Molecular gastronomy may not be new, but the bonkers creations of celebrity chef Homaro Cantu never fail to surprise.
His kitchen at Moto utilises lazers, helium, inkjet printers that produce edible surfaces, ion particle guns, liquid nitrogen, produce from the restaurant’s own aeroponic farm and ingredients that chemically reprogram your tastebuds to think sour = sweet and vice versa.
As a result, deceptively familiar-sounding dishes like Greek salad actually come served as the liquid essence of cucumber, tomato, onion and oregano in a pipette, in turn embedded in a cube of feta cheese. The Cuban pork sandwich comes disguised as a half-smoked cigar, complete with grey-black ash.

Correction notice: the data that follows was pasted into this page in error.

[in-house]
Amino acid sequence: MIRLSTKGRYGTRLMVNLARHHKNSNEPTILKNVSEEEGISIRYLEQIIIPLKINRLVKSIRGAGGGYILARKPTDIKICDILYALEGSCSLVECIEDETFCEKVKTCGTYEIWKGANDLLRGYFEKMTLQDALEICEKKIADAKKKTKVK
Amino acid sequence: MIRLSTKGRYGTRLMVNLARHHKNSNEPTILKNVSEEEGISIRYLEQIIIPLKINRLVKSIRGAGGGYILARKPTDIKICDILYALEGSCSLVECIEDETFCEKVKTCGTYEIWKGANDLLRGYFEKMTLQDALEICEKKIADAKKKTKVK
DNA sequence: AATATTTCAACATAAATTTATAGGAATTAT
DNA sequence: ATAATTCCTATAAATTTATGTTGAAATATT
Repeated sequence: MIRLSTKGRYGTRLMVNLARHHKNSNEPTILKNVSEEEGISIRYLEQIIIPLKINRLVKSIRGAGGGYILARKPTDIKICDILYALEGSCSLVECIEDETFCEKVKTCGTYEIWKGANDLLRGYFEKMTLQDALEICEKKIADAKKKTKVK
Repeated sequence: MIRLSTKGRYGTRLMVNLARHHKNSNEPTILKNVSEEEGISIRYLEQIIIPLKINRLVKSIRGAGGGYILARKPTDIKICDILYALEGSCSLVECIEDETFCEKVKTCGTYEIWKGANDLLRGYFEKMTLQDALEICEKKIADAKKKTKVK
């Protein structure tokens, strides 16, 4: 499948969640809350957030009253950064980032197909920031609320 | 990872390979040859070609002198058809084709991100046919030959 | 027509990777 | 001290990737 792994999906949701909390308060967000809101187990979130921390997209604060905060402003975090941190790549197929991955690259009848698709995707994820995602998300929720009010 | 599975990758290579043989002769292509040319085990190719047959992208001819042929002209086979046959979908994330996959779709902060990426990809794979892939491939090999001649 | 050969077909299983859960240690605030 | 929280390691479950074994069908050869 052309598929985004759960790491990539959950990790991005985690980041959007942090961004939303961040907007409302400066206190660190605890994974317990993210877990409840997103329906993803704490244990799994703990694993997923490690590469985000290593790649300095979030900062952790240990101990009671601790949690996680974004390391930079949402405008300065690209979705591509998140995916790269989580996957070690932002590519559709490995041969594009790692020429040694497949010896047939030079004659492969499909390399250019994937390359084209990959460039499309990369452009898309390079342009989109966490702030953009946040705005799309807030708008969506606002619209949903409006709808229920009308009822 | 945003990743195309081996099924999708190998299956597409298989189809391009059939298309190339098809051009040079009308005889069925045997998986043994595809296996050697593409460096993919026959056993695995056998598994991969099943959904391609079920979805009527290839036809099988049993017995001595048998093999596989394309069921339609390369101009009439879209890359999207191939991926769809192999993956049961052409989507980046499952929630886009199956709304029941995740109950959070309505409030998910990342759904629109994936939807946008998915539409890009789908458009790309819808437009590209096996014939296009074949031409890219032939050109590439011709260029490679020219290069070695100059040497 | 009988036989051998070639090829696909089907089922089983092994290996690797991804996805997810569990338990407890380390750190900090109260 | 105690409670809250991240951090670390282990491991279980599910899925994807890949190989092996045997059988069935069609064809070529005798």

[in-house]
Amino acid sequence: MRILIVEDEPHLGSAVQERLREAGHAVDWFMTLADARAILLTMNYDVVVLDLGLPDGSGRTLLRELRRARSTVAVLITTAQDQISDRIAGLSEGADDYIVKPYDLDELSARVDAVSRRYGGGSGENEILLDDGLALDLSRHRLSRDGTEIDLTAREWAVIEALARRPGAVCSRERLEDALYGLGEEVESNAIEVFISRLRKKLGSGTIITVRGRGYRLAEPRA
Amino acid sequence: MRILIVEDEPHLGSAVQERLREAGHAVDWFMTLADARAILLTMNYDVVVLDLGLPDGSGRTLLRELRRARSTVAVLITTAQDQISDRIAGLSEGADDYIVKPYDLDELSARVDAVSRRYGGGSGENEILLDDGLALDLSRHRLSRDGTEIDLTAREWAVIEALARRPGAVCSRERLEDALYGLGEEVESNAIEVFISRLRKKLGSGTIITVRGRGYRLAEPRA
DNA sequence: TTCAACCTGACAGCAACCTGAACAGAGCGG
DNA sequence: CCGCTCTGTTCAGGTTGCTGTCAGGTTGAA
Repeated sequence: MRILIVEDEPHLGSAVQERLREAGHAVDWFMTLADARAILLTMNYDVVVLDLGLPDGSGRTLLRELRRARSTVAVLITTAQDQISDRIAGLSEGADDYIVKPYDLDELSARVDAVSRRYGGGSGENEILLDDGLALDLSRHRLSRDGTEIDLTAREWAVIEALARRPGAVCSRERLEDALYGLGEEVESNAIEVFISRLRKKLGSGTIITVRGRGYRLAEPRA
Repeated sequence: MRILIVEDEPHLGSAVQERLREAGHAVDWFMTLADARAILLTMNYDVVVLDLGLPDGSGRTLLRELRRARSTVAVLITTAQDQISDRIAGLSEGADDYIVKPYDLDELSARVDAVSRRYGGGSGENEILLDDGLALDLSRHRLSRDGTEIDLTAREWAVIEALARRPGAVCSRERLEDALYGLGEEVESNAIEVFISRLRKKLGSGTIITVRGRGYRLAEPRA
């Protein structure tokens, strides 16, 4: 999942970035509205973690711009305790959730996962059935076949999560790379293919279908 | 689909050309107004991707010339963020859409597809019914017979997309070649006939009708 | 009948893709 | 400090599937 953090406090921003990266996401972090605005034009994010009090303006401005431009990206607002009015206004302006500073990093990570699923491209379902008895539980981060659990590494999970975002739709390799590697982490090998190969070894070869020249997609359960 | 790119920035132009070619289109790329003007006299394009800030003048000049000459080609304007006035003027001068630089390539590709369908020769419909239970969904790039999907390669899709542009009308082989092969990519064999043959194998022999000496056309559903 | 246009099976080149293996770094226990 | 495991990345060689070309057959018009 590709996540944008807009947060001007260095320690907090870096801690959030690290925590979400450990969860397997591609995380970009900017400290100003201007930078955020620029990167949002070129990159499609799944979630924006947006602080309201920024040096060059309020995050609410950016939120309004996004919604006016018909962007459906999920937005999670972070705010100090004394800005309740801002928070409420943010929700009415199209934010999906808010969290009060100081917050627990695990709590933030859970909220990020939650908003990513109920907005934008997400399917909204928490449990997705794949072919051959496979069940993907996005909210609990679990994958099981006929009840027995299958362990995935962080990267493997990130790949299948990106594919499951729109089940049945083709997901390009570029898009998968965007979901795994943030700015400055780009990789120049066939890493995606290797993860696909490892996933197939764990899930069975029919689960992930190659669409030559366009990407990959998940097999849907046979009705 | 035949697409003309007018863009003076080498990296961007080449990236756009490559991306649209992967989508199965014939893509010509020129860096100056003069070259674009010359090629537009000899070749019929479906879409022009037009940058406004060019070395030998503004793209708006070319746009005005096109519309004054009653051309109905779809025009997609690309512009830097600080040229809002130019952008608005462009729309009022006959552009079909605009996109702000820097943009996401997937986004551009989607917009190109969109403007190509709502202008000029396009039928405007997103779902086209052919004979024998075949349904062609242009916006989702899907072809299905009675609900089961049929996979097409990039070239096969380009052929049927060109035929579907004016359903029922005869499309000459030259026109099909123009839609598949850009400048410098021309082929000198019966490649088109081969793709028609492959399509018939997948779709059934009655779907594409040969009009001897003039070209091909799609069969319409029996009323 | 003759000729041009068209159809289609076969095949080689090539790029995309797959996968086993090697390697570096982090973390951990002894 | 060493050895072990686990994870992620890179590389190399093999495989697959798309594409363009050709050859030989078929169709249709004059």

Meanwhile Cantu’s longer-term projects include a beer with alcoholic effects that wear off after 20 minutes.
The restaurant is nestled in the loading docks and historic warehouses of Fulton Market. Its so-called ‘molecular tasting room’ is a simple, unflashy space. Here, the food is the focus; the space has no need of gimmicks.